Even before he's sworn in, Barack Obama is already having things named after him. Such as an elementary school in New York. And, possibly, the tallest peak in Antigua.
Eugene Volokh thinks this is all pre-mature, and urges that we wait to see whether Obama actually makes for a great president or not. Wouldn't it be embarrassing to have a "Richard M. Nixon" elementary school?
Eh. I think that, unless you're an absolute abject failure and disgrace upon the nation, merely becoming President is sufficient to have some smaller-scale landmarks named after you. It's not a tough bar to leap: Warren Harding has a high school. Since I don't think we should assume that, like Nixon, Obama will be run out of office for rampant abuses of power, I'm not too cut up about him getting an elementary school named after him.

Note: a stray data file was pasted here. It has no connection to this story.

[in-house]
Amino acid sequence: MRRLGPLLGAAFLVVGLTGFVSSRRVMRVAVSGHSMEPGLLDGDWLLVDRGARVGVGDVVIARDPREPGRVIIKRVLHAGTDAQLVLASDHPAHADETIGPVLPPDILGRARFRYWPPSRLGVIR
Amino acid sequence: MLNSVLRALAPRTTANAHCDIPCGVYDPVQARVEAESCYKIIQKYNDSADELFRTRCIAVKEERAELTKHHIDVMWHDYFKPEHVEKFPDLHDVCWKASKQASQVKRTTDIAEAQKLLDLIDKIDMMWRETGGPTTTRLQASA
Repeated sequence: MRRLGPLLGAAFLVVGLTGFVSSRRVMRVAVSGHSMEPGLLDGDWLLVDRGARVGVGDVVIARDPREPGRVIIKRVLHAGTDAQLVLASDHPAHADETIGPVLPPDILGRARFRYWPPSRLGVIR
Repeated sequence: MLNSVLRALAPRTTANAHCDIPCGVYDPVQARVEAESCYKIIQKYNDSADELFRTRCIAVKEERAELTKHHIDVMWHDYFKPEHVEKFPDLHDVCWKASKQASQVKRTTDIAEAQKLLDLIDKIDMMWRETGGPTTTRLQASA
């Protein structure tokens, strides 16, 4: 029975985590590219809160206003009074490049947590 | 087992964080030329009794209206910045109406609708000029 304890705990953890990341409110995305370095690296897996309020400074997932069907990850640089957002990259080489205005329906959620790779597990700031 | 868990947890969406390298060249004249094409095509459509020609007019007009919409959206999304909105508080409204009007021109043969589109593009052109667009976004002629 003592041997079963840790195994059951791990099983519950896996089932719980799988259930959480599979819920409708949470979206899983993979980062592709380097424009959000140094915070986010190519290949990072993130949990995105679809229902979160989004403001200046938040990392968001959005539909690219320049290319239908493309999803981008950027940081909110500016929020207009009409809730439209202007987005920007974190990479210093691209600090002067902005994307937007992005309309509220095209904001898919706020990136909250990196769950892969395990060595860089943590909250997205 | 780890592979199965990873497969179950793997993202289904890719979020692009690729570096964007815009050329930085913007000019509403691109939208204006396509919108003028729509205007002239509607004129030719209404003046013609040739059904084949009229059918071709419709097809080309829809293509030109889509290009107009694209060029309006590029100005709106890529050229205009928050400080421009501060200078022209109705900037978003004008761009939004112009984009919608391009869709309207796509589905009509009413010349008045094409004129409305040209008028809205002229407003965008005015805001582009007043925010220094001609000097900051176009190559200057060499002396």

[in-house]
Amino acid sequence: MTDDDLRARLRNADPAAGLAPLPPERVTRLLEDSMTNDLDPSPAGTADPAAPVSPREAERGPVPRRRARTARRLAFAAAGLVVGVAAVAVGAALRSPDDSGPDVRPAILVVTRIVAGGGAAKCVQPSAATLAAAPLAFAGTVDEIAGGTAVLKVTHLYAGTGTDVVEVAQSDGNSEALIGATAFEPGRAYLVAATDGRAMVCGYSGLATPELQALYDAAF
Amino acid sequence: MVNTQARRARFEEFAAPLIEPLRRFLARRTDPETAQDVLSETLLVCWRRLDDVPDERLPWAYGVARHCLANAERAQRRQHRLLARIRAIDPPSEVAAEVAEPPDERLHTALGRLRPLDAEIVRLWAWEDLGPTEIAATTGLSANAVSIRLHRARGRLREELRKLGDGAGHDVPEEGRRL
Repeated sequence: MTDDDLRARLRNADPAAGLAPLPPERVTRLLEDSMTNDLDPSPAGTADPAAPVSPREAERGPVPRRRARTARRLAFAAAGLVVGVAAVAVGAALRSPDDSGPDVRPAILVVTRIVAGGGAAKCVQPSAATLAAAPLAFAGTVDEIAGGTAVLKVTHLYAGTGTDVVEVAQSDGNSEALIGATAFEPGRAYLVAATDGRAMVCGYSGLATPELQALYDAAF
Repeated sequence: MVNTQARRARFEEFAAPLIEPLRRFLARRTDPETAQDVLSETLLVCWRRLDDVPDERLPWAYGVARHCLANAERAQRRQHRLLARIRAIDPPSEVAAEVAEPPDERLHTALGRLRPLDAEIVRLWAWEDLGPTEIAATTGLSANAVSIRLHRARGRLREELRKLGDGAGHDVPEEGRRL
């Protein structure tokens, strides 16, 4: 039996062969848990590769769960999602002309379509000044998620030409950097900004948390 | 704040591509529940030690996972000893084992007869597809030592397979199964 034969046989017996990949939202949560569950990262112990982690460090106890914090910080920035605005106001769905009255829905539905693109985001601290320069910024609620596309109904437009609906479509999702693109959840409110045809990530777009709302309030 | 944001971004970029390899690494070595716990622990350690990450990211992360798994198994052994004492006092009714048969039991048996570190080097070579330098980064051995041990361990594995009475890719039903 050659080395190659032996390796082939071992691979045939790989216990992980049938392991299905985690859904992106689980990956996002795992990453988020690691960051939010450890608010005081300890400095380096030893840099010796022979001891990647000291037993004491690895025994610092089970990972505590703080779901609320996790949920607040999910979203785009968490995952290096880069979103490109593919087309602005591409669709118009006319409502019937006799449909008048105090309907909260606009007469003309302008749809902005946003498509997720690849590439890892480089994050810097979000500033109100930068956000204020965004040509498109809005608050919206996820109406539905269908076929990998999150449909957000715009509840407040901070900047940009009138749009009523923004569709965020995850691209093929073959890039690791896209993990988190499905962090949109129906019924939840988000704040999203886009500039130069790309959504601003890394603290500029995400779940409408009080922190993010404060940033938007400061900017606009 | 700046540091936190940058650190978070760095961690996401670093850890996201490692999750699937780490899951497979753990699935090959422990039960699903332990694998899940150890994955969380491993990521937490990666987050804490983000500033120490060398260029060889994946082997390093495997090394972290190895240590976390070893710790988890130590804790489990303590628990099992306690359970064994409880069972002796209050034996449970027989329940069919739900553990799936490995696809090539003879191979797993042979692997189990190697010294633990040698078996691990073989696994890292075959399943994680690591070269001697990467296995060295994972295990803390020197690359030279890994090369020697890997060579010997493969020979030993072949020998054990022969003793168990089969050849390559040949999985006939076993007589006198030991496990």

And the mountain in Antigua? Amazingly, that story touches more than anything else. Why would Antigua name its highest mountain after an American President? The answer lies in the hold America has, even over foreign countries -- particularly smaller and poorer ones. America still represents a beacon to them. The election of Barack Obama, after eight years of George W. Bush, is a sign that we as a people have not abandoned our pre-eminent position in the world, that we still are committed to securing opportunities and inclusion for all.
It may just be symbolism. But it's symbolism that matters. And as Americans, we should take heed that the eyes of the world watch our every move. We have a lot to live up to.